The story of All of Us Are Dead is a violent, brutal story where the classmates of Hyosan High School’s Class 2-5 slowly watch their friends and teachers turn monstrous and do horrible things to one another. Its large cast (which eventually sprawls to include people from all of Hyosan) allows it to focus on what, specifically, is lost in such a disaster, and what is worth preserving. Through character-focused writing and a strong focus on how its cast relates to each other, All of Us Are Dead never loses its focus on people — even after they turn to zombies.

Students and teachers are rapidly infected. Some are cowardly and unwilling to help. Students who realize what’s happening (this is — thank God — a show where people know what zombies are, and even name-drop Train to Busan but somehow are dumb enough never to hit the zombies in the head) begin to suspect their friends who may have been bitten. Emergency personnel succumb to the horde. The plague spreads. It is a show that brings out the best and worst of humanity. Many incidents are extremely tragic and stay with you even after the show is over. However, the show fails in one aspect is the extremely annoying main villain played by Yoo In-soo. He is one of the leading causes of the zombie virus to be created – one of his victims was the son of the scientist who created the virus. Not only that, he also ends up plaguing the entire survivors’ group right to the very end due to his odd inability to never die no matter how many limbs are shattered. For a 12 episode show, with so many zombies to contend with, a super-powered zombie who causes havoc relentlessly is quite exhausting especially in the final episodes where he causes the death of a beloved character.

The survivors group is full of different characters – basically stereotypes of every high school class – there are the nerds, a lovable fat boy, the spoiled princess, the dashing tall guy who has girls vying for his attention, the shy but brave young lad who has a secret crush on his childhood friend but doesn’t tell her and a few oddities sprinkled here and there. Nam On-jo (Park Ji-hu) serves as a narrative protagonist who bands together with her childhood friend Lee Cheong-san (Yoon Chan-young), her crush Lee Su-hyeok (Park Solomon), and the aloof overachieving class President Choi Nam-ra (Cho Yi-hyun) among other classmates to fight zombies and school bullies alike. Director Lee JQ’s choice to cast actors “unfamiliar to the audience” pays off masterfully.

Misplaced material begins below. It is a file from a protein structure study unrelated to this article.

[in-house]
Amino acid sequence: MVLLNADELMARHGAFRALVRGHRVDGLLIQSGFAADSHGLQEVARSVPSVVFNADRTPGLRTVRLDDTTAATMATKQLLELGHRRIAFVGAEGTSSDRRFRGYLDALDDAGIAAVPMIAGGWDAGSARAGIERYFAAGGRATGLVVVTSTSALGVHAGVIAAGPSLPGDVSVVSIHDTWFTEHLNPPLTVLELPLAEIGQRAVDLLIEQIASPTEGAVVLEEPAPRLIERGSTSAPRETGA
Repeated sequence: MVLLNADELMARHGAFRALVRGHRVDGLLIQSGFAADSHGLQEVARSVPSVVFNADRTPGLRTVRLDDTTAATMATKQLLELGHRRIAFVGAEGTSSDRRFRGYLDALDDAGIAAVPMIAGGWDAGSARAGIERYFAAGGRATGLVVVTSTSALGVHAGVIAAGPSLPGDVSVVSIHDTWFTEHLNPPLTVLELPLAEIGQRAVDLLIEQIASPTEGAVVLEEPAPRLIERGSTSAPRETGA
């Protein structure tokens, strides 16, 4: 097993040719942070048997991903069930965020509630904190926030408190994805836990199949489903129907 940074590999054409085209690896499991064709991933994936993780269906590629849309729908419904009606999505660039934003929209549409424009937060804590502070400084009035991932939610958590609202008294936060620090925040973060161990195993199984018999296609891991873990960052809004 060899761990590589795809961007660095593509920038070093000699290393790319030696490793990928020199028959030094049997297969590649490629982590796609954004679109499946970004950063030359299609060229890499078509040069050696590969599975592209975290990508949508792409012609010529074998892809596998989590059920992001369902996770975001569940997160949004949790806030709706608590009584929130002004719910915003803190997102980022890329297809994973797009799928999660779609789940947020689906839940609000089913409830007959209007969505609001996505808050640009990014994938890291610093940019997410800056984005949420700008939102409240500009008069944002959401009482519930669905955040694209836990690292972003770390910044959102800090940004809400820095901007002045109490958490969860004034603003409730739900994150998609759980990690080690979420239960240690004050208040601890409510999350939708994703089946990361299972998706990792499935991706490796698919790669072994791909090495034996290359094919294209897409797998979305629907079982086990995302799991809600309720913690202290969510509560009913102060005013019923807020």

The makers also ensure that the layered storytelling does not come at the cost of high-adrenaline action scenes, jump scares and well-executed VFX gore. Mirroring the title sequence, the directors slowly descend the audience into a zombie-filled reality, and the series conveys the same visually. What starts off as a brightly-lit, vividly colourful school, eventually transforms into a nauseatingly dull place with the colour saturation dialed back, as the virus spreads. When required, the filmmakers also immerse us into the zombie experience. The cinematography during the zombie-human confrontation scenes moves fast, never quite fixating on a single character, which makes for quite unsettling viewing. It is havoc heightened for the students, as well as the audience watching, as we learn along with them, who survived and who didn’t.

Though the storyline follows a core group of students trapped in high school, we are also given glimpses of a politician scrambling to escape her office; a social media influencer trying to farm the crisis for viral content; and two police officers, mismatched in their levels of courage, racing to retrieve the antidote. These different dynamics are crafted for the series to also address multiple systemic issues. With the origin of the zombie virus itself rooted in a history of bullying, the school becomes ground zero for the show to explore social class hierarchies.

Ultimately, in a genre teeming with Hollywood’s undying need to provide the perfect post-apocalyptic male-hero zombie killer tale, South Korea has bravely put forth a story of survival. Oscillating between the alive and the undead, the show makes an impact by centering the fact that endurance doesn’t always mean strength, sometimes it is born out of repeated acts of kindness.


Go ahead and catch All of Us Are Dead on Netflix right now to binge of South Korea’s latest offering in a long line of addictive Television shows and Movies.